Arbor Press Modded for Applying Specific Force

Arbor presses are simple and effective tools made for a particular task: exerting force in a specific spot. A 1-ton arbor press fits on a desktop and is very affordable, but doesn’t offer a lot of particularly fine control over the ram beyond lowering and raising it. [concreted0g] got to thinking about ways to gain more control and knowledge about the amount of force being applied, and made a simple modification to combine his press with a torque wrench.

He removed the spindle which raises and lowers the ram, and drilled and tapped it to fit a bolt. Now, by attaching a torque wrench to the bolt and using the wrench as the handle for lowering the ram, he can take advantage of the wrench’s ability to break at set amounts of force. As a result, he has a repeatable way to accurately apply specific amounts of force with a tool that usually lacks this ability. It looks like this mod is limited to lower forces only (too much could shear off the bolt head, after all) but it combines two tools in an unusual way to gain an ability that didn’t exist before, which is great to see. Mods and presses seem to go very well together; don’t miss this DIY thermal insert add-on for an arbor press, and 3D printed dies for a press brake turned out to be remarkably durable and versatile, not to mention economical.

25 thoughts on “Arbor Press Modded for Applying Specific Force

    1. Hmm, I was always taught that the spindle is a shaft that gears are mounted on and the pinion is the gear on the spindle, so he drilled and tapped the spindle and left the pinion alone.

    1. So either you have a bunch of known weights laying around or you’ll be measuring out buckets of water for whatever force you needed for that job. After all that water juggling you’ll need to position whatever you’re pressing such that arm is horizontal when the force is applied or you’re going to need to measure that horizontal moment distance each time. Two fairly cumbersome measurements each time you want to use the thing will result in it gathering dust

      1. “It looks like this mod is limited to lower forces only (too much could shear off the bolt head, after all) ” just thinking it would allow for a readout over the entire range of force, and even if you didn’t shear anything high load torque wrenches=$$

  1. Welding a properly sized socket onto the shaft-end would allow you to snap in a torque wrench and apply all the forces in addition to using the original rod-through-shaft handle (using a longer thumbscrew to keep it in place that would protrude from the socket hole).

      1. Probably a good idea, particularly for fine pieces.

        OTOH when you’re using it it could be hard to manage the workpieces and look at the wrench that’s alongside at the same time – the snap wrench allows you to watch the pieces you’re fumbling with and your thumb that’s about to be flattened.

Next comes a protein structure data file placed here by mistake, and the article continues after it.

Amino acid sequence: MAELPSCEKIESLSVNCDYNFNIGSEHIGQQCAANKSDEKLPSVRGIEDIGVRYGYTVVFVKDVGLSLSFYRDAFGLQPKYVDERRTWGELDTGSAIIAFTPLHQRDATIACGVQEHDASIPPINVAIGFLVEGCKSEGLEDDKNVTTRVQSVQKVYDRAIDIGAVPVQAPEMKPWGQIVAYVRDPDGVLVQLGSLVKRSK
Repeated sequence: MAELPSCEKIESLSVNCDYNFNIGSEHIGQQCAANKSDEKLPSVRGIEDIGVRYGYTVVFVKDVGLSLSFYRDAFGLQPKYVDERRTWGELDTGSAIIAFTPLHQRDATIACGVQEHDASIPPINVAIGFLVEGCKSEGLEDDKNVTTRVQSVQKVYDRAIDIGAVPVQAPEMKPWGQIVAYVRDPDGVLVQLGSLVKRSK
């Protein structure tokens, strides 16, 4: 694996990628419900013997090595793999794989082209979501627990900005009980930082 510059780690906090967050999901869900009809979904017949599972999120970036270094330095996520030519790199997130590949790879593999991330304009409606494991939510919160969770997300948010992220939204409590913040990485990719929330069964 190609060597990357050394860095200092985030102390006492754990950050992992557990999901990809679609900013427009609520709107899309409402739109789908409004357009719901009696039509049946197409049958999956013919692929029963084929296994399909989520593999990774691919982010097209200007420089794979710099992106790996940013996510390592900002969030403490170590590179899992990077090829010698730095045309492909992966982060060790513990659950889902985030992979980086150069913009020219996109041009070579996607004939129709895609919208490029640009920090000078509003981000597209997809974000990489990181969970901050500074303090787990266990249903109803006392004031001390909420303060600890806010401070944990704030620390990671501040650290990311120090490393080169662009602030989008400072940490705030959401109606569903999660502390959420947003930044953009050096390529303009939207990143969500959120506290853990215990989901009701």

2. Put a load cell between the circular base plate and the base so you can have a digital readout of the force? That way there’s an Arduino in the project :-)

    I do like the idea of using one of those clicky torque wrenches for repeatability.

  3. I considered using a press like that for a production fixture. But, on the display unit in the store, the rack/ram had too much lateral play in it – so I went another way. Can these cheap arbor presses be adjusted for anything close to precision work?

    1. I did a setup at work for not percision but repeatable work on thousands of small parts, I added a small box sleeve of acetal delrin to act as a guide bushing just above the tool on the base

      it did its job

  4. You should be able to figure that out by the gear ratio. W=f x d. Like anything else, there will be some losses but that should get you in the ballpark. If you want to be exact, you could put a load cell in the press and do a few runs. It is never going to replace a MTS servo hydraulic system but for basement science it does not sound half bad.

  5. You should be able to figure that out by the gear ratio. W=f x d. Like anything else, there will be some losses but that should get you in the ballpark. If you want to be exact, you could put a load cell in the press and do a few runs. It is never going to replace a MTS servo hydraulic system but for basement science it does not sound half bad given you can still use the arbor press as an arbor press.

  6. We did this years ago in production. I should have written it up then…

    One problem we found was that even though that torque wrench clicks, Susie Q will feel that she needs to pull it on just ever so much more afterward, you know, to make sure it’s good and crimped…

    1. LOL.. its how we got nicer stuff on the production line, all hand clicker wrenches were removed and replaced with dc torque tools because of over torquing, of course the mindset doesn’t change so those people now feel that they need to apply a lot of force to the wrench to get the bolt to go in leading to stripped bolts and overheated tools. You cant idiot proof a process cause idiots are very clever…

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